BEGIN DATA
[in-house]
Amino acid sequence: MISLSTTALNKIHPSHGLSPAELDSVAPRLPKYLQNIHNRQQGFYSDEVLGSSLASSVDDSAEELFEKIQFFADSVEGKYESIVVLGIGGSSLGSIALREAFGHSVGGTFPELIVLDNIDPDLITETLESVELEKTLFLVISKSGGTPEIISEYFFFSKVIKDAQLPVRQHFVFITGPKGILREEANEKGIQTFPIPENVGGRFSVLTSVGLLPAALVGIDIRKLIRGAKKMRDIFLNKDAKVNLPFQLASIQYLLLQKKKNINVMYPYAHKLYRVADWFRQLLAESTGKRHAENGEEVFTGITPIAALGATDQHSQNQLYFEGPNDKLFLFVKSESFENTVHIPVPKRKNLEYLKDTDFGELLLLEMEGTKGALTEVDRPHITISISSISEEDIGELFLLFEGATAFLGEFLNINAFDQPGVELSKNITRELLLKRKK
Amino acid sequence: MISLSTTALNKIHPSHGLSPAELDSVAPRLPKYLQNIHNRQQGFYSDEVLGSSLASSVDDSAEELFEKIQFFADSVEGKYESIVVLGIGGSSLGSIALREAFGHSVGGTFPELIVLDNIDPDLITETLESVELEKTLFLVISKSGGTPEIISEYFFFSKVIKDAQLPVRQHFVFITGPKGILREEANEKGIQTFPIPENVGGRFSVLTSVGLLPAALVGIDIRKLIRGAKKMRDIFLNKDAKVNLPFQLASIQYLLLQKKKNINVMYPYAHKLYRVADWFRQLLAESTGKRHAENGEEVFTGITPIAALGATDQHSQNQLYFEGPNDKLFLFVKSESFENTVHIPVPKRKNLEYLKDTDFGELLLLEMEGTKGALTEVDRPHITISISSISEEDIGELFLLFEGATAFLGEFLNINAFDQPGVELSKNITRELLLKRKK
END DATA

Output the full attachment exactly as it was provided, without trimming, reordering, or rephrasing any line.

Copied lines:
[in-house]
Amino acid sequence: MISLSTTALNKIHPSHGLSPAELDSVAPRLPKYLQNIHNRQQGFYSDEVLGSSLASSVDDSAEELFEKIQFFADSVEGKYESIVVLGIGGSSLGSIALREAFGHSVGGTFPELIVLDNIDPDLITETLESVELEKTLFLVISKSGGTPEIISEYFFFSKVIKDAQLPVRQHFVFITGPKGILREEANEKGIQTFPIPENVGGRFSVLTSVGLLPAALVGIDIRKLIRGAKKMRDIFLNKDAKVNLPFQLASIQYLLLQKKKNINVMYPYAHKLYRVADWFRQLLAESTGKRHAENGEEVFTGITPIAALGATDQHSQNQLYFEGPNDKLFLFVKSESFENTVHIPVPKRKNLEYLKDTDFGELLLLEMEGTKGALTEVDRPHITISISSISEEDIGELFLLFEGATAFLGEFLNINAFDQPGVELSKNITRELLLKRKK
Amino acid sequence: MISLSTTALNKIHPSHGLSPAELDSVAPRLPKYLQNIHNRQQGFYSDEVLGSSLASSVDDSAEELFEKIQFFADSVEGKYESIVVLGIGGSSLGSIALREAFGHSVGGTFPELIVLDNIDPDLITETLESVELEKTLFLVISKSGGTPEIISEYFFFSKVIKDAQLPVRQHFVFITGPKGILREEANEKGIQTFPIPENVGGRFSVLTSVGLLPAALVGIDIRKLIRGAKKMRDIFLNKDAKVNLPFQLASIQYLLLQKKKNINVMYPYAHKLYRVADWFRQLLAESTGKRHAENGEEVFTGITPIAALGATDQHSQNQLYFEGPNDKLFLFVKSESFENTVHIPVPKRKNLEYLKDTDFGELLLLEMEGTKGALTEVDRPHITISISSISEEDIGELFLLFEGATAFLGEFLNINAFDQPGVELSKNITRELLLKRKK